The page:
Beginning ActionScript 3.0 – Constructor

Help-and-support-256x256 When we introduce the basic OOP concepts, we use an example to illustrate the OOP-style code(@see Beginning ActionScript 3.0 – Introduction to OOP). Inside the example, we use the new operator. Did you still remember the function of “new” operator?

Constructor


We said the “new” operator calls the constructor. Now, we’ll talk about the constructor.

Constructor methods, sometimes simply called constructors, are functions that share the same name as the class in which they are defined. Any code that you include in a constructor method is executed whenever an instance of the class is created with the new keyword.

Go back to the statement.

authorInstance = new Author();

Focus on the parentheses.

Due to our previous experience the appearance of parentheses always means the function call, isn’t it?

So, here, it looks like we call a method name Author, if we ignore the new operatorJ

Now, here comes the first part of constructor, the name.

The name of the constructor should the same with the class name.

Let’s try to add a constructor to the Author class.

Add the following code to the Author class.

function Author(){
trace(”The constructor of Author class”);
}

It’s just a simple function with the same name of the class.

Run the code, and you’ll get:

clip_image002

The code runs smoothly.

Compare the method definition to other methods defined inside the class body, you can easily find out that:

Firstly, the constructor doesn’t have any attributes, such as internal or private. You can only use the “public” attribute optionally, but you can’t use any other attributes to modify the constructor. So, you can ignore the attribute, when you write the constructor.

Secondly, this method has no return declaration, a data type follow by the colon. The official document says, although it is legal to use the return statement inside a constructor, it is not permissible to return a value.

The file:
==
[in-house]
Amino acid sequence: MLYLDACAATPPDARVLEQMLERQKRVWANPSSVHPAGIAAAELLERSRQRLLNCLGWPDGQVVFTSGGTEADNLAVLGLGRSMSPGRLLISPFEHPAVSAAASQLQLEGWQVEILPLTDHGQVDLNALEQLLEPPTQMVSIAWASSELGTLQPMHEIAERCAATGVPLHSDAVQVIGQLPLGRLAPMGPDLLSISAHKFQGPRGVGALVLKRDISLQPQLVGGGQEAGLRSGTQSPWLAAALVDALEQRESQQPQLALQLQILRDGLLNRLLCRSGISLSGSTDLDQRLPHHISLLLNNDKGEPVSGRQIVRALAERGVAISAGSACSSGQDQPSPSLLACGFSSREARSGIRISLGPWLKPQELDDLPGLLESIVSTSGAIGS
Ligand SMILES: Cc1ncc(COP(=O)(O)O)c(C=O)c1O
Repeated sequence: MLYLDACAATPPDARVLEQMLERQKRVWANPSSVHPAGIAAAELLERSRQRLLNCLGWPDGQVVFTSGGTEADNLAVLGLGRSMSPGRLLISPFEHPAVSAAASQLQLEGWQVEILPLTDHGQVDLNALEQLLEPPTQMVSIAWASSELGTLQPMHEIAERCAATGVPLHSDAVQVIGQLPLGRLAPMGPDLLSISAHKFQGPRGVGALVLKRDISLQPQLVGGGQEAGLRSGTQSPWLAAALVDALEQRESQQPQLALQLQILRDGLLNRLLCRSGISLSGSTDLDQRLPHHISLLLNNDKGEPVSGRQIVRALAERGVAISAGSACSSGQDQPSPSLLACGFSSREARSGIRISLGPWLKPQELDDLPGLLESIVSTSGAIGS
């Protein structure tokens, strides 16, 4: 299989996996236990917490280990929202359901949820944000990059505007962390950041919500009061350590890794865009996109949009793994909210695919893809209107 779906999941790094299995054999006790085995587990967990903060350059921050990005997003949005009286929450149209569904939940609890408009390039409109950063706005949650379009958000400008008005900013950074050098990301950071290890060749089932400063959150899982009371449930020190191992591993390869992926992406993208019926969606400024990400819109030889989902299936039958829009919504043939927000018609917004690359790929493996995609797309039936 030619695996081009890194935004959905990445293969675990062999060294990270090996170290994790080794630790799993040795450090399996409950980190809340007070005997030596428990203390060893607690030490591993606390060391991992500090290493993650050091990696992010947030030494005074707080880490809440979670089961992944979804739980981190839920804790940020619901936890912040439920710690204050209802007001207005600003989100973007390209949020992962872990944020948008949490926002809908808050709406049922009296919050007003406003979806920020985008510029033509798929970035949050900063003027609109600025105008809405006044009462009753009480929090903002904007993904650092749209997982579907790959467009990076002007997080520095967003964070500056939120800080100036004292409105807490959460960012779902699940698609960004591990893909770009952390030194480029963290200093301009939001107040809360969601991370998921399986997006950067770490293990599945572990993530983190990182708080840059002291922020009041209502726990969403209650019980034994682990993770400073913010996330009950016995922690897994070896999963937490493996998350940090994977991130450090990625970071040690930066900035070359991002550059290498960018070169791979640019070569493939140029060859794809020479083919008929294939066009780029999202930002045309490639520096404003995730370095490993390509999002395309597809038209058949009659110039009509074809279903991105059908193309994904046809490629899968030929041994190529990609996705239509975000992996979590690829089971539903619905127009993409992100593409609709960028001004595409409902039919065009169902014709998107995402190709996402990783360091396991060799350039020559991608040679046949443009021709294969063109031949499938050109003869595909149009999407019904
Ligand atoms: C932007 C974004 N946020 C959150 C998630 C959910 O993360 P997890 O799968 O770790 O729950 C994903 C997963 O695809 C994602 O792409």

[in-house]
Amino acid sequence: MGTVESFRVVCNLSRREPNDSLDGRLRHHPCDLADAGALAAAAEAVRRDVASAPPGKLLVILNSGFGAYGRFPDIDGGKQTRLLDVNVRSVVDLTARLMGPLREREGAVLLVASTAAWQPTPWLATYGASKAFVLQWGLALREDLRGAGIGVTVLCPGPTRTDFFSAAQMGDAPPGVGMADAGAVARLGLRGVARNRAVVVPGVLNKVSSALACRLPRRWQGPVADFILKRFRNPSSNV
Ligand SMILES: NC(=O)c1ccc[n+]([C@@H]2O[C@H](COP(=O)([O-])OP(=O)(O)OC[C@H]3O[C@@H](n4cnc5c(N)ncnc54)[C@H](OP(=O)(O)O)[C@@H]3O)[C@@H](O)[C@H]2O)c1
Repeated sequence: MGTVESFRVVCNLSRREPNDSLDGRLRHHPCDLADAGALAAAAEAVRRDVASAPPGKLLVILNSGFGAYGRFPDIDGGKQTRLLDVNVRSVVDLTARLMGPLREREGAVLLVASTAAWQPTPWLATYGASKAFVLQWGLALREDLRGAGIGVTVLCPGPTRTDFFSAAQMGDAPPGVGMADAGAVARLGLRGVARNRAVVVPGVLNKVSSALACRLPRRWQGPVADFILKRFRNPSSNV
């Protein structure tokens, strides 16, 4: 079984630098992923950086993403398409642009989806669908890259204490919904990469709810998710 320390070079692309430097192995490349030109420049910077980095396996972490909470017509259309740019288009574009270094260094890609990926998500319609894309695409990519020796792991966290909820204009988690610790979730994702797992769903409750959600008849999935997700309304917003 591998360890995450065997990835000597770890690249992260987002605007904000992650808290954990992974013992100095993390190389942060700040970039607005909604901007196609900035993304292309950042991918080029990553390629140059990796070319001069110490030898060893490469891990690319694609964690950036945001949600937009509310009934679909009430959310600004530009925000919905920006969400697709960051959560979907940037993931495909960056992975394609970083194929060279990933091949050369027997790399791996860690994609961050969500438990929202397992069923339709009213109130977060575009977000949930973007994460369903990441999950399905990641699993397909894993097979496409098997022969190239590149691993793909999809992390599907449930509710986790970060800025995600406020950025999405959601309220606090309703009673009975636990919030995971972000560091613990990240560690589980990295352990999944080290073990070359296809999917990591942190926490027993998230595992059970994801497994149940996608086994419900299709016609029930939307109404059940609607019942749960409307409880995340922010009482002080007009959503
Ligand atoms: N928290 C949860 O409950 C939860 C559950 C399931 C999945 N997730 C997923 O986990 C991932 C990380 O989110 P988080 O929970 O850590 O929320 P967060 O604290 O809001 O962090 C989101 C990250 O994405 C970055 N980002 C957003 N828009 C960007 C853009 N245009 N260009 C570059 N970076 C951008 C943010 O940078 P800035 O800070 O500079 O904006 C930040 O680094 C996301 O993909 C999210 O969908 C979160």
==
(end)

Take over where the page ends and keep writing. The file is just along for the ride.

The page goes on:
Why?

Consider the situation when we use the constructor.

authorInstance = new Author();

After the constructor has been called, it should return a corresponding reference to the object, here is the Author type reference. Then the reference will be assign to the authorInstane here. So, if ActionScript allows you to return a value inside the constructor, it’ll get confused. We only expect an object reference to the corresponding class, not other things. And the return of object reference is better to handle by the compiler or runtime environment.

Please remember, don’t use the return statement inside the constructor.

Like other methods, the constructor can have parameters while you can’t call the constructor like you call other methods.

In general, the constructor will be call only once for an object, at the beginning of its lifecycle. So, in most cases, we put the initialization work inside the constructor. But, don’t try to initialize the static variables inside the constructor, because you can use the static variable before you initialize it in this situation.

We know the Author class is inherited from the Person class now.

Aha, next experiment now.

Add some code to the Person class, eh, just add a constructor to the Person class.

function Person(){
trace(”a new person was born”);
}

Yeah, typical constructorJ

And run the test code again now, and you’ll get the following result.

clip_image004

The output means that when you call a constructor of a subclass, the constructor of the subclass will call its parent’s constructor. And this is won’t stop until it reaches the root of this inheritance hierarchy, the Object.

OK, all for this topic

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3 Responses to “Beginning ActionScript 3.0 – Constructor”

  1. marliton says:

    Hi,

    How you keep the code format in this post? It’s a plug-in?

  2. Ntt.cc says:

    @marliton

    Yes, a plugin named coolcode

  3. [...] the last part of Constructor(@see Beginning ActionScript 3.0 – Constructor), we do a simple experiment. And the experiment shows that the constructor of the superclass will [...]

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